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ORIGINAL CONTRIBUTION - CLINICS IN PEDIATRIC NEUROLOGY
Year : 2017  |  Volume : 3  |  Issue : 4  |  Page : 180-183

Assessment of serum lipid profile and liver function parameters in children with epilepsy on phenytoin or valproic acid monotherapy for 6 months and beyond


1 Department of Neonatology, Kanchi Kamakoti Childs Trust Hospital, Chennai, Tamil Nadu, India
2 Department of Anesthesia and Intensive Care, Sabah Hospital, Kuwait
3 Department of Pediatrics, Vidal Health Care Hospitals, Chennai, Tamil Nadu, India

Date of Web Publication7-Jul-2017

Correspondence Address:
Muzamil M Mugloo
Department of Neonatology, Kanchi Kamakoti Childs Trust Hospital, Chennai, Tamil Nadu
India
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Source of Support: None, Conflict of Interest: None


DOI: 10.4103/astrocyte.astrocyte_13_17

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  Abstract 

Objectives: The highest incidence of epilepsy in children coupled with the need of long-term antiepileptic treatment could lead to development of metabolic complications at an early age. Phenytoin and valproic acid are commonly used antiepileptic drugs in children. This study aimed to assess the serum lipid profile and liver function tests in children with epilepsy on phenytoin or valproic acid monotherapy for 6 months and beyond. Materials and Methods: This prospective descriptive study recruited children from the pediatric outpatient department of a tertiary care GB Pant Children Hospital, Srinagar, Kashmir, India from August 2009 to September 2011. All consecutive children diagnosed with epilepsy as per International League Against Epilepsy definition aged 3–18 years on phenytoin or valproic acid monotherapy for 6 months or beyond were enrolled. After baseline clinical and anthropometric evaluation (including body mass index [BMI]), the fasting blood samples were analyzed for serum lipid profile and liver enzyme changes. Results: Total of 75 children were enrolled. There were 25 patients each in phenytoin, valproic acid, and control group. We observed statistically significant high mean total cholesterol and alkaline phosphatase levels in group receiving phenytoin when compared with valproic acid or control group. Conclusion: The lipid and liver enzyme abnormalities may be observed in children on phenytoin or valproic acid therapy, which warrants careful screening and monitoring.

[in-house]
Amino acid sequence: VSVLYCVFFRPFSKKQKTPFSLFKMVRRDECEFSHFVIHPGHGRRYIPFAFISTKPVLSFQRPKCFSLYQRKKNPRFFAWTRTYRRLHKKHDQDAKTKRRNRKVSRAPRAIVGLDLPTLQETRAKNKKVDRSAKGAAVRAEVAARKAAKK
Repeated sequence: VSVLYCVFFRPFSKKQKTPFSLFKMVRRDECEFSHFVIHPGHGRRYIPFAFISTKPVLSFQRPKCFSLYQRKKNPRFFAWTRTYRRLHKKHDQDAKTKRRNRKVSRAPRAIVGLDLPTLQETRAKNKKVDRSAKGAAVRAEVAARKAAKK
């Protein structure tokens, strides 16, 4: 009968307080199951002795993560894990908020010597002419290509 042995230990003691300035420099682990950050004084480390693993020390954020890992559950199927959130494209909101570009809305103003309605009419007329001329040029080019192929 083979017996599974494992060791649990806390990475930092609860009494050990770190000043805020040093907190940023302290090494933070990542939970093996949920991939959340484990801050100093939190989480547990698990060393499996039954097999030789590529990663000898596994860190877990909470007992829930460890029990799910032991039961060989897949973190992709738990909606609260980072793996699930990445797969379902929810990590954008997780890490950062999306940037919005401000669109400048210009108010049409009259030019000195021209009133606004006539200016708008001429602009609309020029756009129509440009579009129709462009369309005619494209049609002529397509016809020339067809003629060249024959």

Keywords: Anticonvulsants, atherosclerosis, epilepsy, hyperlipidemia, liver enzymes


How to cite this article:
Mugloo MM, Akhtar R, Malik S. Assessment of serum lipid profile and liver function parameters in children with epilepsy on phenytoin or valproic acid monotherapy for 6 months and beyond. Astrocyte 2017;3:180-3